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tained into unbashful meaning. Schoolmasters, transpositions serve at once to give an idea of the who knew all that was in him except his graces, translator's learning, and of difficulties surmounted. give the names of places and towns at full length, and he moves along stifly in their literal versions, PENELOPE TO ULYSSES. as the man why, as we are told in the Philosophi- "This

, still your wife, my ling'ring lord ! I send: cal Transactions, was afflicted with a universal Yet be your answer personal, not penn'd.” anchilosis. His fernale imitators, on the other hand, regard the dear creature only as a lover; ex

These lines seem happily imitated from Taylor, press the delicacy of his passion by the ardour of the water-poet, who has it thus; their own; and if now and then he is found to grow “To thee, dear Ursula, these lines I send, a little too warm, and perhaps to express himself a little indelicately, it must be imputed to the more

Not with my hand, but with my heart, they'ro poignant sensations of his fair admirers. In a

penn'd.” word, we have seen him stripped of all his beauties

But not to make a pause in the reader's pleasure, in the versions of Stirling and Clark, and talk like

we proceed. a debauchee in that of Mrs. - -; but the sex should ever be sacred from criticism; perhaps the "Sunk now is Troy, the curse of Grecian dames! ladies have a right to describe raptures which none (Her king, her all, a worthless prize!) in flames. but themselves can bestow.

O had by storms (his fleet to Sparta bound) A poet, like Ovid, whose greatest beauty lies Th' adultrer perished in the mad profound! rather in expression than sentiment, must be necessarily difficult to translate. A fine sentiment

Here seems some obscurity in the translation; may be conveyed several different ways, without we are at a loss to know what is meant by the mad impairing its vigour; but a sentence delicately ex

profound. It can certainly mean neither Bedlam pressed will scarcely admit the least variation with-nor Fleet-Ditch; for though the epithet mad might out losing beauty. The performance before us agree with one, or profound with the other, yet will serve to convince the public, that Ovid is more The profound has frequently been used to signify

when united they seem incompatible with either. easily admired than imitated. The translator, in his notes, shows an ardent zeal for the reputation bad verses, and poets are sometimes said to be of his poet. It is possible too he may have felt his mad: who knows but Penelope wishes that Paris beauties; however, he does not seem possessed or might have died in the very act of rhyming; and the happy art of giving his feelings expression. If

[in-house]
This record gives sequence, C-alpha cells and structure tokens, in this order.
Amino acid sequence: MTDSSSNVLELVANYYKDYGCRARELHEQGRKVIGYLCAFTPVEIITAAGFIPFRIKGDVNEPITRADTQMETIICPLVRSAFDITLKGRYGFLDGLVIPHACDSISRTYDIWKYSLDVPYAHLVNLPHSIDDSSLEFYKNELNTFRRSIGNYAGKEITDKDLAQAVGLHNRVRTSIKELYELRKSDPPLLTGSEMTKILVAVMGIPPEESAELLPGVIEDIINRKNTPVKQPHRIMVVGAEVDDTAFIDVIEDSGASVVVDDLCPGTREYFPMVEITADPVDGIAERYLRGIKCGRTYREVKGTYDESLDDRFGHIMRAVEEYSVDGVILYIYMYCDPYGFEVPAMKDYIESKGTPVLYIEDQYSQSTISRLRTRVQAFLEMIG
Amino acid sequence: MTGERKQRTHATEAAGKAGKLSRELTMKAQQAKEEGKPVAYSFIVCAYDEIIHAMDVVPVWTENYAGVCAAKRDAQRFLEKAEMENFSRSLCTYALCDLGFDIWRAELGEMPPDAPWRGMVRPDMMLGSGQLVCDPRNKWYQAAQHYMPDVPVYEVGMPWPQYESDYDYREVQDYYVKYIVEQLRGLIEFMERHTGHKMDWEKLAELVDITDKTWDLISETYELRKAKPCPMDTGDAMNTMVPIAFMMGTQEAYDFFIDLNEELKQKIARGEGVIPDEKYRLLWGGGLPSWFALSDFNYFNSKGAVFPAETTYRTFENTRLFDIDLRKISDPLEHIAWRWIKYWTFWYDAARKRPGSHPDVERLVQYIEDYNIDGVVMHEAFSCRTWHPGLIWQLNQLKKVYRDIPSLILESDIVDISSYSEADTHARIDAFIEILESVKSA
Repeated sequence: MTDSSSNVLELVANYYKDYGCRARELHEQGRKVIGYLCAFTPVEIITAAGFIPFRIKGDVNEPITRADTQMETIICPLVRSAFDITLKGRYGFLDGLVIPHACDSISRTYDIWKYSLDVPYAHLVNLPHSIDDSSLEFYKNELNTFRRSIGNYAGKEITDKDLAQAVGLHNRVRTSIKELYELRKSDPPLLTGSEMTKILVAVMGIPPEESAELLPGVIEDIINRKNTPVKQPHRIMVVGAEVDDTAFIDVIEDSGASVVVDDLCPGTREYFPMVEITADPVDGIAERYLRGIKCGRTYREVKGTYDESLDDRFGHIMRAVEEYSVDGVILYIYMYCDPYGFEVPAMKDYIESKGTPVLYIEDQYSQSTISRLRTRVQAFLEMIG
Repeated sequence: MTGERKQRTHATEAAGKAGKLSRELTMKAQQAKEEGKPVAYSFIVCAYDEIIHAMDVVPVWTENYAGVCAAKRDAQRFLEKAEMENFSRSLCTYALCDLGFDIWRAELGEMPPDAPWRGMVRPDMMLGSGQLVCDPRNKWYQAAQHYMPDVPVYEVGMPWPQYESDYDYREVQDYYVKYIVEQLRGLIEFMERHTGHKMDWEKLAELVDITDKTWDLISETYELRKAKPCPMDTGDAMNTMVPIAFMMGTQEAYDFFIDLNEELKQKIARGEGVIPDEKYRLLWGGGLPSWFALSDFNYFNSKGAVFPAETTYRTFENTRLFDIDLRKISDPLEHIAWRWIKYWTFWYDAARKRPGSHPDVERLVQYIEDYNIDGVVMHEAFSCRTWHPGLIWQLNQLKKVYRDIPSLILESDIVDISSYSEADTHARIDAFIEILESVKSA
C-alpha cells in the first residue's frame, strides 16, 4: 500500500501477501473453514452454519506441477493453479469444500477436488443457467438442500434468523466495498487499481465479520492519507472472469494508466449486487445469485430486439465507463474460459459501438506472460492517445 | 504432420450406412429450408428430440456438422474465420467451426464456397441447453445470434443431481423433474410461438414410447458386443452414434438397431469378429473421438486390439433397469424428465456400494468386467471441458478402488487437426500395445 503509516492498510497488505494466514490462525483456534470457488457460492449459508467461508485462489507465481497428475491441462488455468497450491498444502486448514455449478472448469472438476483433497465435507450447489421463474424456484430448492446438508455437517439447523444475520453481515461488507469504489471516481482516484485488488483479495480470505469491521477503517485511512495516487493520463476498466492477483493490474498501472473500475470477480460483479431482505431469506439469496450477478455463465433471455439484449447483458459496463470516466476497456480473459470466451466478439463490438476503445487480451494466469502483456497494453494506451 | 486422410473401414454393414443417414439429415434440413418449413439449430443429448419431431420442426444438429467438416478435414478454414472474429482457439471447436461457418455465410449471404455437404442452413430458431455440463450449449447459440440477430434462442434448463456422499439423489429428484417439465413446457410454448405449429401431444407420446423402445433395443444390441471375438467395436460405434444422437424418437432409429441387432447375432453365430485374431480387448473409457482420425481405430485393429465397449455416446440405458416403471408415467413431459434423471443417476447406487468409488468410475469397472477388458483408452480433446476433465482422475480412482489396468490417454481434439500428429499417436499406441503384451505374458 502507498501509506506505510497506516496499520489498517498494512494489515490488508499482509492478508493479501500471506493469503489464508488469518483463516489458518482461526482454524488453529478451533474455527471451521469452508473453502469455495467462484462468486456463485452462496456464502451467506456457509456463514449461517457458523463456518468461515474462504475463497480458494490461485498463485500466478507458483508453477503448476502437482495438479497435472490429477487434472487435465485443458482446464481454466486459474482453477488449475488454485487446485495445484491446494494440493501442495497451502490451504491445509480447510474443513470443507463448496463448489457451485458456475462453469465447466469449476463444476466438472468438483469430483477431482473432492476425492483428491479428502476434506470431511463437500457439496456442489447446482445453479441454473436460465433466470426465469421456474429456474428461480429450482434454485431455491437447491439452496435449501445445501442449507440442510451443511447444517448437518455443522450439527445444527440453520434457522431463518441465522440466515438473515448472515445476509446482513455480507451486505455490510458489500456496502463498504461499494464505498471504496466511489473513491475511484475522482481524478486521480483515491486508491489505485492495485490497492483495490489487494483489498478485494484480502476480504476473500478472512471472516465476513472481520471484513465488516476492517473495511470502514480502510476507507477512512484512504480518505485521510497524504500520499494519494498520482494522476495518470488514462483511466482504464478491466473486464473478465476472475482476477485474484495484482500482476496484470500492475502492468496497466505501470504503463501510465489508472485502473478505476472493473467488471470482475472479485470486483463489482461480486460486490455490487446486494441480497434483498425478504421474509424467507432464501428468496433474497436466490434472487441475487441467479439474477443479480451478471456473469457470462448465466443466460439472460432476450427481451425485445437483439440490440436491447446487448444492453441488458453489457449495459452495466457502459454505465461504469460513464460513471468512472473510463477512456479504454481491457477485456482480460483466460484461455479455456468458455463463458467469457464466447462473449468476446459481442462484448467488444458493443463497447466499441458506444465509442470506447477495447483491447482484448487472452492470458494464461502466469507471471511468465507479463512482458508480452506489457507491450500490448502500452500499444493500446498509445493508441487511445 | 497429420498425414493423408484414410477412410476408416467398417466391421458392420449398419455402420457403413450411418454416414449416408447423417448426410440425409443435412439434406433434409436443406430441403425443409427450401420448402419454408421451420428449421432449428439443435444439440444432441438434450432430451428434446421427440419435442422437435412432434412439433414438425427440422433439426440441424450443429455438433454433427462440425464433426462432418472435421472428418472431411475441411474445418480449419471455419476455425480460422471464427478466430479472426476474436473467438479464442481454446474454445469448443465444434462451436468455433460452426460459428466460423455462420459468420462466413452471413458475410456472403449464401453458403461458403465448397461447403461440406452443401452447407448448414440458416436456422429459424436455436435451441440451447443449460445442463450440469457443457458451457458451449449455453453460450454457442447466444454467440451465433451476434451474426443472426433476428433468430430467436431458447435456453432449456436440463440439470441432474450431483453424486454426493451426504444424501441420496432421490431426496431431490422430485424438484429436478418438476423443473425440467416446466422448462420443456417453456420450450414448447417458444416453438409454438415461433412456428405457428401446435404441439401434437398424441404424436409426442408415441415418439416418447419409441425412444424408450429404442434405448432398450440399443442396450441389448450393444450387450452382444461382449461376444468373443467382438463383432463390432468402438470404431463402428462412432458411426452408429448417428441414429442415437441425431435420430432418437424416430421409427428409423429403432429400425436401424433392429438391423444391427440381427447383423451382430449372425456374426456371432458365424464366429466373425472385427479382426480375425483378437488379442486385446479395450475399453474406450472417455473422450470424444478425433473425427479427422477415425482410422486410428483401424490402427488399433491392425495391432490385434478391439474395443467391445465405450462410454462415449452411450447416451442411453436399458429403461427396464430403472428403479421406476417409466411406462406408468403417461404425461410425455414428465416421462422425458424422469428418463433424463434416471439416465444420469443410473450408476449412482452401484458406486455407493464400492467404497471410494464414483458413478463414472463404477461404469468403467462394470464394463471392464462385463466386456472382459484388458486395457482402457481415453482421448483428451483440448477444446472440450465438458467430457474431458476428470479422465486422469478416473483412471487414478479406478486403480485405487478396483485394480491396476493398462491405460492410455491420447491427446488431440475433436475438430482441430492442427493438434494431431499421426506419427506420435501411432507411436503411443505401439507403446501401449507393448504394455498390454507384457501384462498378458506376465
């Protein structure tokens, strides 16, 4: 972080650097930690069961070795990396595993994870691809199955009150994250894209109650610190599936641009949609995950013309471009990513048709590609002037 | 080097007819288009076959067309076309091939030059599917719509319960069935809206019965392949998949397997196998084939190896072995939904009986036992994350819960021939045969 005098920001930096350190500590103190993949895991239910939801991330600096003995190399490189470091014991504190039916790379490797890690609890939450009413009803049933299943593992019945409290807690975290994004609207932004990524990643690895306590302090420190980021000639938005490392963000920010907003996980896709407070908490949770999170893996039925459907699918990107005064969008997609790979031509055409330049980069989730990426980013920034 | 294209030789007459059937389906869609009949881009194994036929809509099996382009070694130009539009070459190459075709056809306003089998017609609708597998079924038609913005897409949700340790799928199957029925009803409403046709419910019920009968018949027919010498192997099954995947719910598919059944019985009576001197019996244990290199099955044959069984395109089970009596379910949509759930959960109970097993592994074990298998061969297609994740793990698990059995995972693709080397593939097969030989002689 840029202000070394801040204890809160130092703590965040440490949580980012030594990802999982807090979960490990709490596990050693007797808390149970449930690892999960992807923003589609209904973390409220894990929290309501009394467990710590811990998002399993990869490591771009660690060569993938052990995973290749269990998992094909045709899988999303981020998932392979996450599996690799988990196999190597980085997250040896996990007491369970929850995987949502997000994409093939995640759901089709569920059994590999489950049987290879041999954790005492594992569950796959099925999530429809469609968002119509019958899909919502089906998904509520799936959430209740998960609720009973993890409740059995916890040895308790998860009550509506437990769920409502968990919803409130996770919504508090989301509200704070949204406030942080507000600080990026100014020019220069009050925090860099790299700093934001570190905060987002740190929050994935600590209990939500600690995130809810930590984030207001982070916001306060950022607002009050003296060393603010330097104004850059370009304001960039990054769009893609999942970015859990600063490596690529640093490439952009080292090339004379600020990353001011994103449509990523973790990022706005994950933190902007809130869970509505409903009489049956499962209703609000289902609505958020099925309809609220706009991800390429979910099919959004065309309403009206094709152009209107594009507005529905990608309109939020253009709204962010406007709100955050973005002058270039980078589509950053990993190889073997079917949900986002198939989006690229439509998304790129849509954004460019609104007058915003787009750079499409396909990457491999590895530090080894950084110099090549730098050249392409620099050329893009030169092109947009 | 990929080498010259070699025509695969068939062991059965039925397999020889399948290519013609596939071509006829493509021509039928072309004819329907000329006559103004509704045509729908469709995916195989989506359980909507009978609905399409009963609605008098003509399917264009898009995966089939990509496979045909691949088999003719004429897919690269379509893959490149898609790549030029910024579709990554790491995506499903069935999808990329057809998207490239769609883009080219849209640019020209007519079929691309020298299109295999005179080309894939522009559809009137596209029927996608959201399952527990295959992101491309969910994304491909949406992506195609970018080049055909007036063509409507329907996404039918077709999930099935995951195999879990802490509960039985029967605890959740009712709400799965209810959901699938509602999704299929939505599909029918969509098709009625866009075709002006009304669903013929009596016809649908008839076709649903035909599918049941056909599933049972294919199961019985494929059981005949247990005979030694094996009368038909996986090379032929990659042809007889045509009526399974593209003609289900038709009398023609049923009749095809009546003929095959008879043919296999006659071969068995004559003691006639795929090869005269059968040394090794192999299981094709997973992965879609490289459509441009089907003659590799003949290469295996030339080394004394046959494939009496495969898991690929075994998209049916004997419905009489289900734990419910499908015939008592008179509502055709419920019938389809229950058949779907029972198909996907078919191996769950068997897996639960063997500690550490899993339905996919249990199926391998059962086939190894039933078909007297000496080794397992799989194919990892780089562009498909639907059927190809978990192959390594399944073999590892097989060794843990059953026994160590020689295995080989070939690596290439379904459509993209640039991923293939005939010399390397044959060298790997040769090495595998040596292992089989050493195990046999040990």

as he was a shepherd, it is not improbable to supe a kindred spirit, as we have often been told, must pose but that he was a poet also. animate the translator, we fear the claims of Mr. "Cold in a widow'd bed I ne'er had lay, Barret will never receive a sanction in the heraldry Nor chid with weary eyes the lingʻring day.” of Parnassus.

His intentionis, even envy must own, are laud- Lay for lain, by the figure ginglimus. The able: nothing less than to instruct boys, school- translator makes frequent use of this figure. masters, grown gentlemen, the public, in the principles of taste (to use his own expression ), both Nor the protracted nuptials to avoid, by precept and by example. His manner it seems

By night unravell’d what the day employed.

When have not fancied dangers broke my rest? is, “to read a course of poetical lectures to his pupils one night in the week; which, beginning with Love, tim'rous passion! rends the anxious breash this author, running through select pieces of our

In thought I saw you each fierce Trojan's aim; own, as well as the Latin and Greck writers, and

Pale at the mention of holu Hector's name!" ending with Longinus, contributes no little to.

Ovid makes Penelope shudder at the name of wards forining sheir taste.” No little, reader ob- Hector. Our translator, with great propriety, serve that, from a person so perfectly master of the transfers the fright from Penelope to Ulysses himforce of his own language: what may not be ex-self: it is he who grows pale at the name of Hecpected from his comments on the beauties of an- tor; and well indeed he might; for Hector is repreother?

sented by Ovid, somewhere else, as a terrible felBut, in order to show in what manner he has low, and Ulysses as little better than a poltroon. executed these intentions, it is proper he should first march in review as a poet. We shall select "Whose spear when brave Antilochus imbrued, the first epistle that offers, which is that from Pene- By the dire news awoke, my fear renew'd lope to Ulysses, observing beforehand, that the Clad in dissembled arms Patroclus died: whole translation is a most convincing instance, And “Oh the fate of stratagem!" I cried. that English words may be placed in Latin order, Tlepolemus, beneath the Lycian dart, without being wholly unintelligible. Such forced His breath resign'd, and roused afresli my smarh


Thus, when each Grecian press'd the bloody fiel:, | The Pylian sage inform'd your son embark'd in Cold icy horrors my fond bosom chill’d."